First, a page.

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Le Boeing 787 ecodemonstrator de Boeing

Boeing’s ecoDemonstrator Tests the Latest Aerospace Innovations

Boeing’s ecoDemonstrator program is a research project aimed at testing in flight promising technologies. A different aircraft is used each year to assess projects that would improve passenger safety and comfort, and reduce the environmental footprint of commercial aviation. From 2012 to 2020, six Boeing planes tested more than 150 technologies.

This year, Boeing partnered with Etihad Airways to test technology on the company’s new B787-10 Dreamliners. Research is mainly focused on reducing emissions and noise in partnership with NASA and Safran Landing Systems.

Four projects underwent eight-day flight tests at Boeing’s facilities in Glasgow, Montana. The B787-10 notably performed two transcontinental flights between Seattle, Washington, and North Charleston, South Carolina.

Aerocoustic Research with NASA

NASA has performed the most comprehensive flight noise testing of aviation systems ever. Over 214 acoustic sensors have been attached to the exterior of the B787-10. Their location had to be changed several times to perform the tests. In total, more than 50 unique configurations of these sensors were required. In addition, more than 1,000 microphones were installed on the ground at the threshold of the test track.

The objective was to improve noise prediction technologies, to put in place processes so that pilots could reduce the noise of their aircraft and to imagine the design of future less noisy planes.

These tests generated no less than 1.6 terabytes of noise data and the objectives were fully met.

Les capteurs de son du 787 d'Etihad
Les capteurs au sol pour l'ecodemonstrator de Boeing

Quieter Landing Gear thanks to Safran

The aviation industry has been able to reduce the noise of jet engines by just over 20 decibels on average in 30 years. But 30% of the noise of an aircraft on approach is caused by the air circulating around the landing gear.

Safran Landing Systems is therefore focusing its efforts on the sound signature of landing gear. The French multinational has devised noise reduction devices attached to the landing gears which produce increased noise due to the air flow. The purpose of these devices is to create a physical barrier that would diffuse this air flow.

Perforated fairings were installed on the nose landing gear, and fairfoil-shaped fairings were wrapped around struts on the main gear.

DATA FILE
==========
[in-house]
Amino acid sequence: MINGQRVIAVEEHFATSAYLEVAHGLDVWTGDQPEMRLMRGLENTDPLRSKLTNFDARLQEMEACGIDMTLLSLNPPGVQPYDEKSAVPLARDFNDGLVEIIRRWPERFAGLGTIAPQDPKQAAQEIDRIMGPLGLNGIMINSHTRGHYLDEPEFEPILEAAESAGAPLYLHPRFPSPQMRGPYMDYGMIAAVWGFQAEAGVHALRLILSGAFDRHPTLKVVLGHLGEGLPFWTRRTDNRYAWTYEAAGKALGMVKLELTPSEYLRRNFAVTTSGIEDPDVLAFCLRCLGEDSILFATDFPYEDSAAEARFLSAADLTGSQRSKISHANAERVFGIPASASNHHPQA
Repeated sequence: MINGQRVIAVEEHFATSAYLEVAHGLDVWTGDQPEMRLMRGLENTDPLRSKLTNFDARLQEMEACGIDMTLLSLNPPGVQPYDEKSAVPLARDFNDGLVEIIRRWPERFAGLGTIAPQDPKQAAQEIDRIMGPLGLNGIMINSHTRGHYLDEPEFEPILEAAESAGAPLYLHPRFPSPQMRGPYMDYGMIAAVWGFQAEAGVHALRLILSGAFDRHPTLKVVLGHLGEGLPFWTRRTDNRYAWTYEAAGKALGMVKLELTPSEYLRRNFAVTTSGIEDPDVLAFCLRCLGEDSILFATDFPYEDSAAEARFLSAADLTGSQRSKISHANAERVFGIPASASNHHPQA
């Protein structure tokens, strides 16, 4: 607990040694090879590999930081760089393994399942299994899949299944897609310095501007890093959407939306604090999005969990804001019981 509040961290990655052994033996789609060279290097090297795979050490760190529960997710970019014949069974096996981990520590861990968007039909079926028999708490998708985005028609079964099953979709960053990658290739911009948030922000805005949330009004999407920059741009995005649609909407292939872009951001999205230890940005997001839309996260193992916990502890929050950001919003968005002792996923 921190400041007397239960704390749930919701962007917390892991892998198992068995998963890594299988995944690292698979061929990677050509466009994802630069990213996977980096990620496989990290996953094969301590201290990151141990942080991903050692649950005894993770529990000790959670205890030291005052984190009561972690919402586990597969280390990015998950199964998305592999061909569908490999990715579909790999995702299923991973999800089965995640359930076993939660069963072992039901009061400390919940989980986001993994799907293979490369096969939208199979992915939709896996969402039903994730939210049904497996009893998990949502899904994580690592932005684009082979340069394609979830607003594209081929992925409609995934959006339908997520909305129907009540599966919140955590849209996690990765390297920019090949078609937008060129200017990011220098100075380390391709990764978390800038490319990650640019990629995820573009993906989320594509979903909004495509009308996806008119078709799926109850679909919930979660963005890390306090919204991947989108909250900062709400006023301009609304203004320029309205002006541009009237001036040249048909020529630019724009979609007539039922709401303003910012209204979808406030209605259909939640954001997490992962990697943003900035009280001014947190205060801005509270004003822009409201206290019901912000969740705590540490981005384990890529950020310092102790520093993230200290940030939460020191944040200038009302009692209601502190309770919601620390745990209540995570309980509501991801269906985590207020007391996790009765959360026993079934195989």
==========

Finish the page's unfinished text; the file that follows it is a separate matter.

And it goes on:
8 acoustic sensors mounted on the landing gear, aided by 1000 sensors on the ground, were able to record the sound. The data needs to be analyzed, but observers on the ground are already talking about a noticeable reduction in noise.

Safran’s goal would be to reduce the acoustic contribution of the landing gear by more than 20%.

Le train d'atterrissage de Safran qui permet de réduire le bruit des avions
Le train d'atterrissage qui permet de réduire le bruit de l'ecodemonstrator de Safran et Boeing

Smarter Navigation for Less Emissions

The European Commission hopes to reduce carbon dioxide emissions by up to 10% by making flight paths more direct and reducing arrival delays caused by congested airspace. It estimates that these routes and delays generated more than 11.6 million tons of additional carbon dioxide in 2019.

Boeing got it right! EcoDemonstrator 2020 tested a new system that connects pilots, air traffic controllers and airline operations centers to optimize flight routes and aircraft arrival time.

An application brings a direct text messaging system, an in-flight trajectory system and a time of arrival manager designed by NASA. This smart app simplifies the process of changing heading due to weather conditions and air traffic. It also helps reduce the waiting time to land and frequency congestion, while saving time and fuel.

Tests of this system included two transcontinental flights across the United States during which the Boeing 787-10 made no less than 17 re-routings.

Le système d'optimisation des vols de la Nasa et de Boeing pour l'écodemonstrator

Boeing develops UV Sanitization Wand

Disinfection of cabins and cockpits has become an important issue for airlines with the global covid-19 pandemic.

Boeing has developed a portable and rapid disinfection system using an ultraviolet lamp. This UV light, whose waves are 222 nanometers in length, would quickly disinfect all interior surfaces of an airplane.
Boeing was able to disinfect the 787 cockpit in less than 15 minutes with this new aircraft.

An antimicrobial coating that supposedly destroys all viruses that land on its surface was also tested in the cockpit during the ecoDemonstrator’s 16 test flights.

These projects are part of a combined effort by Boeing, Etihad and the entire aviation industry to identify the safest and most effective methods of disinfecting aircraft interiors.

La lumière UV pour désinfecter les surfaces dans l'écodemonstrator
La lumière UV de Boeing pour désinfecter les sièges des avions de tous les virus

Biofuel for Less Emissions

The ecoDemonstrator 2020 has performed all of its flights using a mixture of traditional fuel and biofuel. The 787 performed test flights with over 50,000 US Gallons (1,575 tons) of 50% sustainable fuel. The fuel was produced at the World Energy refinery near Los Angeles, and is made from inedible agricultural waste.

“This is a monumental step for the industry to prove the viability of producing a 50/50 blend of sustainable aviation fuel at high volume, which is a significant development for the industry” commented Mohammad. Al Bulooki, COO of Etihad Aviation Group.

Biofuel would reduce carbon emissions by more than 75% over the fuel’s life cycle.

L'ecodemonstrator de Boeing qui utilise du biocarburant